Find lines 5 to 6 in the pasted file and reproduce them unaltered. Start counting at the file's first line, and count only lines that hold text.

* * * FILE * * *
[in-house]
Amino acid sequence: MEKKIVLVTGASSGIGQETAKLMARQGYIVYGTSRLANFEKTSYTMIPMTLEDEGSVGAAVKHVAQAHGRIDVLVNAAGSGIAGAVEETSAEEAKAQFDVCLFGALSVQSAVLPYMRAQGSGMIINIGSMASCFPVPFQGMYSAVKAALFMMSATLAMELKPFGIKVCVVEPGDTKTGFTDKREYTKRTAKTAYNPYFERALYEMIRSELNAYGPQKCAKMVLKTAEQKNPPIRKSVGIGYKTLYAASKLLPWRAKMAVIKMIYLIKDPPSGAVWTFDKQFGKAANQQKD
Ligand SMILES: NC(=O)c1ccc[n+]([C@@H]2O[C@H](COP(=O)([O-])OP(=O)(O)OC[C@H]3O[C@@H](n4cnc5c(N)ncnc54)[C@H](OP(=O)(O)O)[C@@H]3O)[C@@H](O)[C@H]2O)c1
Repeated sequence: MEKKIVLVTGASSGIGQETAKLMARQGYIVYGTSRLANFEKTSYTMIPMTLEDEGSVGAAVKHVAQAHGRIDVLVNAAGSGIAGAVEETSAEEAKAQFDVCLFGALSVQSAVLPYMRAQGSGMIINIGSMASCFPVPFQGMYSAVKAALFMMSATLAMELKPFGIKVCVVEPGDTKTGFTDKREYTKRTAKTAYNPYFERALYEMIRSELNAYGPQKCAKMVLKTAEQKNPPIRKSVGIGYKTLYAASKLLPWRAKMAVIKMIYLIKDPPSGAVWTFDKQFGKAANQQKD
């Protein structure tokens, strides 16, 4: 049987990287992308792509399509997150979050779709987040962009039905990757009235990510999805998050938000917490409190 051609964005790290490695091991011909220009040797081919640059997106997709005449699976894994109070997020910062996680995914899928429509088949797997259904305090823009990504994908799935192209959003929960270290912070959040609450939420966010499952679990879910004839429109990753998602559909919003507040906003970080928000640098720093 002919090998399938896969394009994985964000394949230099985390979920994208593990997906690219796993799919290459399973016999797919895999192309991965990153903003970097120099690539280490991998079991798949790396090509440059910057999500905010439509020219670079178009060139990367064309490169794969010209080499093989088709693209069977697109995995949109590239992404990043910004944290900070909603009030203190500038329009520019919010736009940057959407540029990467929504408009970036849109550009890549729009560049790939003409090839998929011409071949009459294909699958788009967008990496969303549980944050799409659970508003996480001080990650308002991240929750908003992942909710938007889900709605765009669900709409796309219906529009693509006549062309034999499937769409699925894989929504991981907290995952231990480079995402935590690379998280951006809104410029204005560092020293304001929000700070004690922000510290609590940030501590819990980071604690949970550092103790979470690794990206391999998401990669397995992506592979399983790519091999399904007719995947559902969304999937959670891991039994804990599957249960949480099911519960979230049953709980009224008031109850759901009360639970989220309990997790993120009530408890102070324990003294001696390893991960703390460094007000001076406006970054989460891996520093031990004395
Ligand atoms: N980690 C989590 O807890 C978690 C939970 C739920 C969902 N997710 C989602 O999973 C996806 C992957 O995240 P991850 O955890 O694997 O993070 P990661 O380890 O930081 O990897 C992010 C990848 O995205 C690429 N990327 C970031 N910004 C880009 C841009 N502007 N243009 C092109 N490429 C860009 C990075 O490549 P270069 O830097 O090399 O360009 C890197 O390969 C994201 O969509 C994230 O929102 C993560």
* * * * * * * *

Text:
């Protein structure tokens, strides 16, 4: 049987990287992308792509399509997150979050779709987040962009039905990757009235990510999805998050938000917490409190 051609964005790290490695091991011909220009040797081919640059997106997709005449699976894994109070997020910062996680995914899928429509088949797997259904305090823009990504994908799935192209959003929960270290912070959040609450939420966010499952679990879910004839429109990753998602559909919003507040906003970080928000640098720093 002919090998399938896969394009994985964000394949230099985390979920994208593990997906690219796993799919290459399973016999797919895999192309991965990153903003970097120099690539280490991998079991798949790396090509440059910057999500905010439509020219670079178009060139990367064309490169794969010209080499093989088709693209069977697109995995949109590239992404990043910004944290900070909603009030203190500038329009520019919010736009940057959407540029990467929504408009970036849109550009890549729009560049790939003409090839998929011409071949009459294909699958788009967008990496969303549980944050799409659970508003996480001080990650308002991240929750908003992942909710938007889900709605765009669900709409796309219906529009693509006549062309034999499937769409699925894989929504991981907290995952231990480079995402935590690379998280951006809104410029204005560092020293304001929000700070004690922000510290609590940030501590819990980071604690949970550092103790979470690794990206391999998401990669397995992506592979399983790519091999399904007719995947559902969304999937959670891991039994804990599957249960949480099911519960979230049953709980009224008031109850759901009360639970989220309990997790993120009530408890102070324990003294001696390893991960703390460094007000001076406006970054989460891996520093031990004395
Ligand atoms: N980690 C989590 O807890 C978690 C939970 C739920 C969902 N997710 C989602 O999973 C996806 C992957 O995240 P991850 O955890 O694997 O993070 P990661 O380890 O930081 O990897 C992010 C990848 O995205 C690429 N990327 C970031 N910004 C880009 C841009 N502007 N243009 C092109 N490429 C860009 C990075 O490549 P270069 O830097 O090399 O360009 C890197 O390969 C994201 O969509 C994230 O929102 C993560």